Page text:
In a clinical trial, participants receiving vitamin D3 had significantly lower CRP and significantly higher glutathione compared to placebo.17 Glutathione is one of the body’s major antioxidants that scavenges free radicals and tamps down inflammation. 

An open label, randomized clinical trial of 50 volunteers who recently had heart attacks supports a mounting body of evidence showing that vitamin D helps balance inflammation. Patients were randomized to receive 4000 IU/day of vitamin D3 or placebo. After only five days of taking vitamin D3, the pro-inflammatory chemicals IL-6, and IL-8 significantly decreased while they increased in people not taking vitamin D3. Additionally, CRP was more than 300 times lower in people taking vitamin D compared to those taking the placebo, showing an overall beneficial effect of vitamin D3 on inflammation.18

NBI Vitamin D3 provides 5000 IU of non-GMO vitamin D3 oil in easy-to-swallow softgel capsules. 

How to Improve Your Sleep

Sleep issues are fixable, so let’s talk about what might be preventing you from getting enough ZZZs and how to fix the problem. 

When approaching sleep naturally, there are two basic goals, decrease inflammation which damages the hypothalamus-pituitary-axis (HPA axis) and restore healthy levels of cortisol and neurotransmitters which improves sleep quality. Natural approaches, when applied through diet, lifestyle, and supplementation can promote natural, healthy sleep, including those beautiful deep-sleep delta waves that allow your body and mind to restore themselves during the night.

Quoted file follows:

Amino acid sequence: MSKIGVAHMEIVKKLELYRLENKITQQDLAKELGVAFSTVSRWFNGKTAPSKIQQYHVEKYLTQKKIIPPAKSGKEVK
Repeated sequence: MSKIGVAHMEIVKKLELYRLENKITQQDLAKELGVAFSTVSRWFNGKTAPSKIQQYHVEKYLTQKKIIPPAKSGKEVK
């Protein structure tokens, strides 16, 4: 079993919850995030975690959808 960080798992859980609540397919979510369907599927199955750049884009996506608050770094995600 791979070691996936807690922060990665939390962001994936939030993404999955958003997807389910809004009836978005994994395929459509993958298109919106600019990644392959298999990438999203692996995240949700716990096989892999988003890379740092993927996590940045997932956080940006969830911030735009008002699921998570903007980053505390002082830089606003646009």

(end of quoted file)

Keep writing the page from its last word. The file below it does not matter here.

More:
To help you get good, restorative sleep, which is one of the foundations of health, here’s what I want you to focus on over the next two weeks. And when you do, you’ll experience the difference in how you feel and perform.

Pick a bedtime and stick to it

Research confirms that one of the biggest predictors of good sleep is having a set bedtime and sticking to it. It may take a few days for your body to get used to it but stick with it. 

Ditch the screens

An interesting clinical trial recently showed that reading on your phone or tablet before bed disrupts your natural sleep cycle. It makes it harder to fall asleep and it took volunteers in the study hours longer to feel fully awake the next day. So turn off technology about an hour before bed and keep your bed for sleeping, reading a good old fashioned paper book, or connecting with your partner. Your sleep will improve, and your relationship just might too. 

Lower the temperature

Making sure your bedroom is the right temperature can make the difference between sleeping soundly and tossing and turning all night. Research confirms that for most people the optimum sleep temperature is about 69 degrees Fahrenheit. So turn down your thermostat to a temperature that’s optimal for you, which may take some experimenting.

Take Sleep Relief

No two people are exactly alike, and what is creating sleep issues in someone may not be a problem for someone else. That’s why Sleep Relief gently and naturally targets the entire sleep cycle to help you fall asleep, stay asleep and wake refreshed.

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1 Watson NF, Badr MS, Belenky G, et al. Aug 1 2015;38(8):1161-83. 

2 Banks S, Dinges DF. Aug 15 2007;3(5):519-28. 

3 Ford ES, Cunningham TJ, Croft JB. May 1 2015;38(5):829-32. 

4 Doghramji PP. 2001;62 Suppl 10:18-26. 

5 Hardeland R. 2012;3(2):194-225. 

6 Troxel WM. 2010;72(6):578-86. 

7 Ochs-Balcom HM, Hovey KM, Andrews C, et al. 2020;35(2):261-268.

8 Furman D, Campisi J, Verdin E, et al. 2019;25(12):1822-1832. 

9 Epsley S, Tadros S, Farid A, et al. 2021;11

10 Irwin MR, Olmstead R, Carroll JE. 2016;80(1):40-52. 

11 Pahwa R, Goyal A, Jialal I. StatPearls. StatPearls Publishing LLC.; 2023.

12 Ellulu MS, Rahmat A, Patimah I, et al. 2015;9:3405-12. 

13 Block G, Jensen CD, Dalvi TB, et al. 2009;46(1):70-7. 

14 Bo Y, Zhang X, Wang Y, et al. 2017;9(1)

15 Guo XF, Li KL, Li JM, Li D. 2019;59(20):3380-3393. 

16 Honda KL, Lamon-Fava S, Matthan NR, et al. 2015;50(2):121-9. 

17 Infante M, Ricordi C, Sanchez J, et al. 2019;11(9)

18 Arnson Y, Itzhaky D, Mosseri M, et al. 2013;45(2):236-47.